It’s a lot of material. I have always been the guy… With all the Christmas shows we’ve done with Bruce, all the benefit shows I’ve done with Bruce, all the tours that I’ve done with Bruce, I’ve always kept everything. I always kept all the charts that we made. I could probably fill a trunk with all the music paper I have from all the shows I’ve done over 50 years. Luckily, when 2012 came around, I started putting it on a computer. I used a music program called Sibelius.

Thank God for that. I pretty much have everything somewhere in a chart that’s a workable arrangement we can pull out. And if Bruce wants to change something, at least we know where we are and we know the chords. I’ve always been the one to keep all that stuff. That came in very handy in 2012.

I’m a big fan of Joe Grushecky. I think he’s hugely under-appreciated as a singer-songwriter. When you moved to Pittsburgh, that obviously gave you the opportunity to play with him a lot more.
Yeah. I did all of Joe’s shows in 2015 and 2016. It was up until I went back with Little Steve and the Disciples of Soul in 2017. Joe’s a great songwriter. It’s fun to work with him. He’s a great guy too.

When the Disciples of Soul reformed, you were the one original member that came back.
Yeah, initially. Later on, Stan Harrison came back. He’s another sax player.

It was great seeing Steven play that catalog again. I never thought it would happen.
There was a promoter in England, Leo Green, who does a lot of blues shows in London. He asked Steven, “Why don’t you put a band together for this show?” Steven goes, “I haven’t performed live with the Disciples of Soul in 20 years.” We initially thought Steven was just putting the band together for one show. But that went so well with the lineup of people we had… We had such a great rhythm section with Marc Ribler on guitar and Jack Daley on bass, Rich Mercurio on drums, Andy Burton on keyboards… It sounded so great that it give him the idea to keep the band together and do more shows.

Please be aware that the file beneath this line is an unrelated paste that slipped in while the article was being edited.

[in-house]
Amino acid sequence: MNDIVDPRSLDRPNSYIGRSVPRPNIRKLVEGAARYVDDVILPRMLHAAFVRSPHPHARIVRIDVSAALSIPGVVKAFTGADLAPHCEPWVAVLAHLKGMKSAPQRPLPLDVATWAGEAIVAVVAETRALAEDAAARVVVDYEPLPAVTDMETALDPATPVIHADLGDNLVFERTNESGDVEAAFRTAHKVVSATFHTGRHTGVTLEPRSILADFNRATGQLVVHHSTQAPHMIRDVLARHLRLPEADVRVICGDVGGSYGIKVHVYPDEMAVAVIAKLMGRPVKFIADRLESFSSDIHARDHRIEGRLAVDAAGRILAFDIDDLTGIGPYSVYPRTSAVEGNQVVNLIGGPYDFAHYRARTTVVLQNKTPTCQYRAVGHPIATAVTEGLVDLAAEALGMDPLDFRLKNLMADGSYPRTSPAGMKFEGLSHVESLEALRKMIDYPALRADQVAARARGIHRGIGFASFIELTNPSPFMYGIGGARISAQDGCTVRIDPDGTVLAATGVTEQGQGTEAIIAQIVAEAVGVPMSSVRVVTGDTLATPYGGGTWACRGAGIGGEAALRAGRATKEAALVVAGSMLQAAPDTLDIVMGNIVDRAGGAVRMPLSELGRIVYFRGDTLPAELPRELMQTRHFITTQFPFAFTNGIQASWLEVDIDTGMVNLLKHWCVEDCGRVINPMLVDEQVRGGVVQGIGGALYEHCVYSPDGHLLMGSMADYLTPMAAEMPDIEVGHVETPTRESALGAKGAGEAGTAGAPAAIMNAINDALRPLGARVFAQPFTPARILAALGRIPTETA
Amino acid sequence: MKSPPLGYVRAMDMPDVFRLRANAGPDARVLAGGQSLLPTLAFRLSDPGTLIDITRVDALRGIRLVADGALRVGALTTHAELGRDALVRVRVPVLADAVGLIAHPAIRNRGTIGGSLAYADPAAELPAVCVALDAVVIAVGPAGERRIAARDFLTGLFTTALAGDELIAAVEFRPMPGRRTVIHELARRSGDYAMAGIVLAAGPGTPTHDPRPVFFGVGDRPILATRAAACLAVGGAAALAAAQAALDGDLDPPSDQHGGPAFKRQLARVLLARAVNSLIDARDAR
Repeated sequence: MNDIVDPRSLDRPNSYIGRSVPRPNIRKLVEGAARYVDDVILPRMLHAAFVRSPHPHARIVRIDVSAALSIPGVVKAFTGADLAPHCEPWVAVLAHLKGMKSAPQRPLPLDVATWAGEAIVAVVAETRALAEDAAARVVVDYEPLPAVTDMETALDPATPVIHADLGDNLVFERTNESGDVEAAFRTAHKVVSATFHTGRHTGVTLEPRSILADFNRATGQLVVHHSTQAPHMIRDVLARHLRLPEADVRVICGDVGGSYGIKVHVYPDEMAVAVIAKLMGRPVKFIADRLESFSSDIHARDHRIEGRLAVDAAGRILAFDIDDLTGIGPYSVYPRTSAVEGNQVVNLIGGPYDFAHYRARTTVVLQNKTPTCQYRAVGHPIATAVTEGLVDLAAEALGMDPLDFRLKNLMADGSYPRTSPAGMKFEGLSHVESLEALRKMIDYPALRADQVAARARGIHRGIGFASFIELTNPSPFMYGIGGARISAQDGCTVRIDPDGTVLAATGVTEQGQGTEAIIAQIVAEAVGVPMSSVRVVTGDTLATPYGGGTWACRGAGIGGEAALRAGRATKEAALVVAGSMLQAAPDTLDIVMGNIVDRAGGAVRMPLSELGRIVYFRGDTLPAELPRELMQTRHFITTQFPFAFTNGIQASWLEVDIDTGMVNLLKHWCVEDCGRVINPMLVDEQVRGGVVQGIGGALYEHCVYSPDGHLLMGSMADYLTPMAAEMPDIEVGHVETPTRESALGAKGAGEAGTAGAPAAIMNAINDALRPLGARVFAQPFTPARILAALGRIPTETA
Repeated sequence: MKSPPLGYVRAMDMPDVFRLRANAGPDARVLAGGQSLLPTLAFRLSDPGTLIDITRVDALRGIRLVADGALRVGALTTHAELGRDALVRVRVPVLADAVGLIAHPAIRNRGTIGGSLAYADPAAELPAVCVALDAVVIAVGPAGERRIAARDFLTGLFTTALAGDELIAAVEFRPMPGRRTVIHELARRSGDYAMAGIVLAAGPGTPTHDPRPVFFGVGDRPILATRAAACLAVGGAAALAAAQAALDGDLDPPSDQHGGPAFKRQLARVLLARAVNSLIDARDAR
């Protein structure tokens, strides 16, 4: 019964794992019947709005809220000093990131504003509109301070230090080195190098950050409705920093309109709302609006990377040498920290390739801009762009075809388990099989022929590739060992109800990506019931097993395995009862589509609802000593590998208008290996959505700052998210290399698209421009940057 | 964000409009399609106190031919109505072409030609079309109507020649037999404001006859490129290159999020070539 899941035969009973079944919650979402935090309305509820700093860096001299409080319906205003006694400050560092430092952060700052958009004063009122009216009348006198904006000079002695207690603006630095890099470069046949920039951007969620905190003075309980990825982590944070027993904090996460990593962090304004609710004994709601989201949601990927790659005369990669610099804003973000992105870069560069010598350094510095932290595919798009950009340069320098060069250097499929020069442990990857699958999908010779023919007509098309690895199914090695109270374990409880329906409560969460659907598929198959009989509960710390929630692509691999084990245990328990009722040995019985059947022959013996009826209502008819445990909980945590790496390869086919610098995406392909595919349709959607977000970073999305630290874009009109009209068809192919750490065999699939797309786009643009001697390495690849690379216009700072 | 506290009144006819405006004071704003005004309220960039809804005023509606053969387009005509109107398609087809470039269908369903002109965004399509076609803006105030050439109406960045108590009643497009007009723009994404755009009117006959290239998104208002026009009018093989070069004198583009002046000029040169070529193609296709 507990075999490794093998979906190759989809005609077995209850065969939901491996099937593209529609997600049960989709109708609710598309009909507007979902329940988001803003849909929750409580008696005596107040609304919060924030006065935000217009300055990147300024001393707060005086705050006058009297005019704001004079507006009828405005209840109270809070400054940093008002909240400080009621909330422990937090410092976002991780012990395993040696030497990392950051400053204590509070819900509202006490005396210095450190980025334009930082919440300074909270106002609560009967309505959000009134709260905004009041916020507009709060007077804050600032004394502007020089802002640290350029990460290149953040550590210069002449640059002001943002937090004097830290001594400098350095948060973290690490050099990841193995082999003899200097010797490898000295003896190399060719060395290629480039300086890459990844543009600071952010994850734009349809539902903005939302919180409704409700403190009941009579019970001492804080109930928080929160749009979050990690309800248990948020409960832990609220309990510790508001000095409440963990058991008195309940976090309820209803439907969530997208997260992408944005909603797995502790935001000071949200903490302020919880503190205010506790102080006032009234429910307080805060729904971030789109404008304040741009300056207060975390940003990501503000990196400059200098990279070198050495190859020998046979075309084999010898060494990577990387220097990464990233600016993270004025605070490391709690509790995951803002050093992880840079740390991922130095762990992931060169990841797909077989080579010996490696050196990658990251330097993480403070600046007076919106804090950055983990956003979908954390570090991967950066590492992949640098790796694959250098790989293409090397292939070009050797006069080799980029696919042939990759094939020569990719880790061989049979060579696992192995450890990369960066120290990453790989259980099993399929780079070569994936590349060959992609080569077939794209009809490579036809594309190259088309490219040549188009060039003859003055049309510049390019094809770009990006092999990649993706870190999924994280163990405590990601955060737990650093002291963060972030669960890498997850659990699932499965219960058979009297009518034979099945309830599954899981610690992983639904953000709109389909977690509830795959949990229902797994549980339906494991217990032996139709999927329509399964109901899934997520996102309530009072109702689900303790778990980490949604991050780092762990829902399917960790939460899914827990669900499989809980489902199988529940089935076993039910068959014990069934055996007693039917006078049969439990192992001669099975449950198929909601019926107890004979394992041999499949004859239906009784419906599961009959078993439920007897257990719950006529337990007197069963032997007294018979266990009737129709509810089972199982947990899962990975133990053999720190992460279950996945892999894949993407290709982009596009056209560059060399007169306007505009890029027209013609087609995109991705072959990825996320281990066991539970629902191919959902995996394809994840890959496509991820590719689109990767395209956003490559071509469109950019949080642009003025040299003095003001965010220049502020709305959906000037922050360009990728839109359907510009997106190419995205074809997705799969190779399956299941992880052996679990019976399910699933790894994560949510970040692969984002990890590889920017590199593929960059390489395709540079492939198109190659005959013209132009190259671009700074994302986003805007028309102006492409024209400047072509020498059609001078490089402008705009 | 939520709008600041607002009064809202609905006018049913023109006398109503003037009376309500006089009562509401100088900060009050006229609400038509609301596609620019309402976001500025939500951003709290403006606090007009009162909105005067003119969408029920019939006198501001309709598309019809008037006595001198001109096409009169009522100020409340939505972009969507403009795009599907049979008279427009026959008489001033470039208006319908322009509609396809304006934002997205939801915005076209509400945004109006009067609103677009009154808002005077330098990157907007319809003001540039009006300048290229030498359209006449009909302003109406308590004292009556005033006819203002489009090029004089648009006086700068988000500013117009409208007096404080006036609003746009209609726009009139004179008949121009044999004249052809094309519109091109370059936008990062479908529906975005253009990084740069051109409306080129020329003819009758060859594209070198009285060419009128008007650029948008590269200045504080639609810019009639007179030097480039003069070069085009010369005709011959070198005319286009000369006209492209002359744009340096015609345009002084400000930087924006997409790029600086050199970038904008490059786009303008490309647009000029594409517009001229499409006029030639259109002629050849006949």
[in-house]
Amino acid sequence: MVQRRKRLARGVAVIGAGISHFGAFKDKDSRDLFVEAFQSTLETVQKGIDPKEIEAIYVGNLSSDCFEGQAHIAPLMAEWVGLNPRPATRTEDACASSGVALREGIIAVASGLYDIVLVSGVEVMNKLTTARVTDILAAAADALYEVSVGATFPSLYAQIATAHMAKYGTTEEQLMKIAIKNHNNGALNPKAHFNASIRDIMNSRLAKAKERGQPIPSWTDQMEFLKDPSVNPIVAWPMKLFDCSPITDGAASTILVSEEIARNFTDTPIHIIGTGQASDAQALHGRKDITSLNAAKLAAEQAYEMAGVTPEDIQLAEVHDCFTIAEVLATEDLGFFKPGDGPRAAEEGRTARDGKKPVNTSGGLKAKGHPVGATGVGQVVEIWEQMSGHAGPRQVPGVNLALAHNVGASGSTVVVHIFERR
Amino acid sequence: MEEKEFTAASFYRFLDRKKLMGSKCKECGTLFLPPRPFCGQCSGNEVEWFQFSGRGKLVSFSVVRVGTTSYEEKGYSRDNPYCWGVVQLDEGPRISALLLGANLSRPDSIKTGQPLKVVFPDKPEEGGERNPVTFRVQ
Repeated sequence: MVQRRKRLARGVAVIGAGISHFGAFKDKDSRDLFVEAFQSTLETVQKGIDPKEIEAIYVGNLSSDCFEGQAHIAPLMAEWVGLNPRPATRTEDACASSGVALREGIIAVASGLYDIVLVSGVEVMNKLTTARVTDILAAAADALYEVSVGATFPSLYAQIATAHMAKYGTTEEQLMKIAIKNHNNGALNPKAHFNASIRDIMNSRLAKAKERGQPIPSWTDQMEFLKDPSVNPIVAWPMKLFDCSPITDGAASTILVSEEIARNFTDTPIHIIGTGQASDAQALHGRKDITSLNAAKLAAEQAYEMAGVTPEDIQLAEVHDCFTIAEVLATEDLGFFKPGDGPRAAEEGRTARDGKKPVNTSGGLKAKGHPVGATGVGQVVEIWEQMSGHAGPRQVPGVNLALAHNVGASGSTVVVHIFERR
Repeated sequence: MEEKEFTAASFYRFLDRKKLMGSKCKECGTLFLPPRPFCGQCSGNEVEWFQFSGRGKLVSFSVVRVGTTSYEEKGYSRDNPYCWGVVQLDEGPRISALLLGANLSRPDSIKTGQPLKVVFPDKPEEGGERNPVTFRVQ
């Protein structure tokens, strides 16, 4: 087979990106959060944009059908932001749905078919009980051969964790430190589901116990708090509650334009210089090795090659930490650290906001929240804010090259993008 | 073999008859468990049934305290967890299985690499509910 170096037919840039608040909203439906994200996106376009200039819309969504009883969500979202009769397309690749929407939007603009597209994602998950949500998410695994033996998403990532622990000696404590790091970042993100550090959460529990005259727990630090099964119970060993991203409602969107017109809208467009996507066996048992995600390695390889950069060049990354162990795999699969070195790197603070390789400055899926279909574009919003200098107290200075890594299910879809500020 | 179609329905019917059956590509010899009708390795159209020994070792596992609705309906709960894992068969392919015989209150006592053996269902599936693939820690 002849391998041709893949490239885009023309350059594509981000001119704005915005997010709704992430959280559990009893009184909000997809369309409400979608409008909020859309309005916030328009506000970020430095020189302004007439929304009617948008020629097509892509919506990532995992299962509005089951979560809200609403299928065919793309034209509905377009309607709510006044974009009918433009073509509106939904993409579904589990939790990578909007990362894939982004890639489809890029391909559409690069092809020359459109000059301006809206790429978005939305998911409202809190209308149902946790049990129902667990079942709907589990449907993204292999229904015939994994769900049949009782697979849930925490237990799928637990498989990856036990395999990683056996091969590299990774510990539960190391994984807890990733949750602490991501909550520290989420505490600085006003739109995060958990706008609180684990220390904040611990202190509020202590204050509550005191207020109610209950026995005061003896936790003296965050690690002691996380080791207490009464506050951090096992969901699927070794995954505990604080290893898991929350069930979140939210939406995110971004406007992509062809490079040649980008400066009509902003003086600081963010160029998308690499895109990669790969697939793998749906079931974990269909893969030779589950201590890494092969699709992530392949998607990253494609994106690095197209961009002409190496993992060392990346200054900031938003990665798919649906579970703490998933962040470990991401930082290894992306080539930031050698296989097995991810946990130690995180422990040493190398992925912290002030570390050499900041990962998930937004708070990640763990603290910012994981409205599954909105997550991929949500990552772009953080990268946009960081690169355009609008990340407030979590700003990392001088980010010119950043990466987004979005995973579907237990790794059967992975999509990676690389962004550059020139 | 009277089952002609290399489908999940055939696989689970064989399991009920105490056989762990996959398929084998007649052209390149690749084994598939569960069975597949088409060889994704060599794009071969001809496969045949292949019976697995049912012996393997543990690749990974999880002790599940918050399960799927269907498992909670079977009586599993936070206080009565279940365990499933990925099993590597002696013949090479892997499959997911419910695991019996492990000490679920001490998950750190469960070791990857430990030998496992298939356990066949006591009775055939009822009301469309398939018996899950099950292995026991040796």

We eventually did the Soul Fire album, which was pretty much covers. Then he decided to release an album of originals, Summer of Sorcery. That was interesting since I went to Steven’s house, just myself, with my phone, for about 10 days in a row. I’d sit there with Stevie and I’d hit record on my phone. He’d start playing guitar for one song. He’d start singing some horn parts.

Eventually, the entire album was on my phone. We had no demo tapes. The only demos were on my phone. If I lost my phone, there would be no record. There would be no album.

I’d record everything with him on the phone, and then take it back to my hotel room and start writing chord charts and arrangements from what he was singing. Then I would give it to the rhythm section. After 10 days, we started going into the studio every day. I would give the charts to the rhythm section. We’d do the rhythm section first. Then we’d do the horns, and then the background vocals in the afternoon. After 12 days, we had an entire record done. He hadn’t done something like that in 20 years. It came out great. I want to start working on the next one.